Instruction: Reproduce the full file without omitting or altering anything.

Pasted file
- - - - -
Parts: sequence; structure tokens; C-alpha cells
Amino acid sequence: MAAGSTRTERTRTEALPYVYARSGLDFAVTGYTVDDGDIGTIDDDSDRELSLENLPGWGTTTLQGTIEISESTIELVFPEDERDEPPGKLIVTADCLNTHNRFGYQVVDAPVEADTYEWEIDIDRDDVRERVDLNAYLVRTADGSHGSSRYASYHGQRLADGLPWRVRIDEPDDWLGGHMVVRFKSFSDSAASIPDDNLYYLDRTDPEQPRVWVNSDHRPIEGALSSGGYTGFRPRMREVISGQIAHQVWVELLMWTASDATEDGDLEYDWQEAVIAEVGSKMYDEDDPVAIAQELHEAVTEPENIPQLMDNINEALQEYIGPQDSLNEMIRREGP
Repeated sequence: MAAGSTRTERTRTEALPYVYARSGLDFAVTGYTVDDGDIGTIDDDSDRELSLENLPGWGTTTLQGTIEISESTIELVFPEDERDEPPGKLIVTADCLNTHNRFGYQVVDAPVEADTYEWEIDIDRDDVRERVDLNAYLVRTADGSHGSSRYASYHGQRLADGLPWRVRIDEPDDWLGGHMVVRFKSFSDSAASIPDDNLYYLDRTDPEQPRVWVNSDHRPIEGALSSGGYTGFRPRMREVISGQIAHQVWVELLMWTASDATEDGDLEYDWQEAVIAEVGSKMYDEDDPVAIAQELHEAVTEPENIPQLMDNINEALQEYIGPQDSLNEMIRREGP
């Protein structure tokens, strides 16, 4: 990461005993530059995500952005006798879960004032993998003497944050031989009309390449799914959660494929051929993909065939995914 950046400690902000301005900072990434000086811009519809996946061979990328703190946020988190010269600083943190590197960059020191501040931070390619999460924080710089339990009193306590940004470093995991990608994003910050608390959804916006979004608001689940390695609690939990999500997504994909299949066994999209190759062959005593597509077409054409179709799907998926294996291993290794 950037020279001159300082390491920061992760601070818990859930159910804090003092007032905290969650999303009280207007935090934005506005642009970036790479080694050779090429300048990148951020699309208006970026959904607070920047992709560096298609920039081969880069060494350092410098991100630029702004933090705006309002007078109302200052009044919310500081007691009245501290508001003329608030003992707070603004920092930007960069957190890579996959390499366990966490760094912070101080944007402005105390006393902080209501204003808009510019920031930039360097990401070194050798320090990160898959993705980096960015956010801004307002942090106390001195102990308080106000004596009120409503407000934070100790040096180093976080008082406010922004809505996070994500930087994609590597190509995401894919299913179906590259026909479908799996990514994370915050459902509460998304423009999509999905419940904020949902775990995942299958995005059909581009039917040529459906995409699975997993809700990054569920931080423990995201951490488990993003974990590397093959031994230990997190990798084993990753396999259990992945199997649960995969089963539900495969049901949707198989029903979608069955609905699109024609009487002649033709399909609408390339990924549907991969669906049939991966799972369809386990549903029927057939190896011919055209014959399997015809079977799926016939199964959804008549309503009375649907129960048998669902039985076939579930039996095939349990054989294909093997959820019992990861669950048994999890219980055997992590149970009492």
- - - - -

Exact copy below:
Parts: sequence; structure tokens; C-alpha cells
Amino acid sequence: MAAGSTRTERTRTEALPYVYARSGLDFAVTGYTVDDGDIGTIDDDSDRELSLENLPGWGTTTLQGTIEISESTIELVFPEDERDEPPGKLIVTADCLNTHNRFGYQVVDAPVEADTYEWEIDIDRDDVRERVDLNAYLVRTADGSHGSSRYASYHGQRLADGLPWRVRIDEPDDWLGGHMVVRFKSFSDSAASIPDDNLYYLDRTDPEQPRVWVNSDHRPIEGALSSGGYTGFRPRMREVISGQIAHQVWVELLMWTASDATEDGDLEYDWQEAVIAEVGSKMYDEDDPVAIAQELHEAVTEPENIPQLMDNINEALQEYIGPQDSLNEMIRREGP
Repeated sequence: MAAGSTRTERTRTEALPYVYARSGLDFAVTGYTVDDGDIGTIDDDSDRELSLENLPGWGTTTLQGTIEISESTIELVFPEDERDEPPGKLIVTADCLNTHNRFGYQVVDAPVEADTYEWEIDIDRDDVRERVDLNAYLVRTADGSHGSSRYASYHGQRLADGLPWRVRIDEPDDWLGGHMVVRFKSFSDSAASIPDDNLYYLDRTDPEQPRVWVNSDHRPIEGALSSGGYTGFRPRMREVISGQIAHQVWVELLMWTASDATEDGDLEYDWQEAVIAEVGSKMYDEDDPVAIAQELHEAVTEPENIPQLMDNINEALQEYIGPQDSLNEMIRREGP
């Protein structure tokens, strides 16, 4: 990461005993530059995500952005006798879960004032993998003497944050031989009309390449799914959660494929051929993909065939995914 950046400690902000301005900072990434000086811009519809996946061979990328703190946020988190010269600083943190590197960059020191501040931070390619999460924080710089339990009193306590940004470093995991990608994003910050608390959804916006979004608001689940390695609690939990999500997504994909299949066994999209190759062959005593597509077409054409179709799907998926294996291993290794 950037020279001159300082390491920061992760601070818990859930159910804090003092007032905290969650999303009280207007935090934005506005642009970036790479080694050779090429300048990148951020699309208006970026959904607070920047992709560096298609920039081969880069060494350092410098991100630029702004933090705006309002007078109302200052009044919310500081007691009245501290508001003329608030003992707070603004920092930007960069957190890579996959390499366990966490760094912070101080944007402005105390006393902080209501204003808009510019920031930039360097990401070194050798320090990160898959993705980096960015956010801004307002942090106390001195102990308080106000004596009120409503407000934070100790040096180093976080008082406010922004809505996070994500930087994609590597190509995401894919299913179906590259026909479908799996990514994370915050459902509460998304423009999509999905419940904020949902775990995942299958995005059909581009039917040529459906995409699975997993809700990054569920931080423990995201951490488990993003974990590397093959031994230990997190990798084993990753396999259990992945199997649960995969089963539900495969049901949707198989029903979608069955609905699109024609009487002649033709399909609408390339990924549907991969669906049939991966799972369809386990549903029927057939190896011919055209014959399997015809079977799926016939199964959804008549309503009375649907129960048998669902039985076939579930039996095939349990054989294909093997959820019992990861669950048994999890219980055997992590149970009492």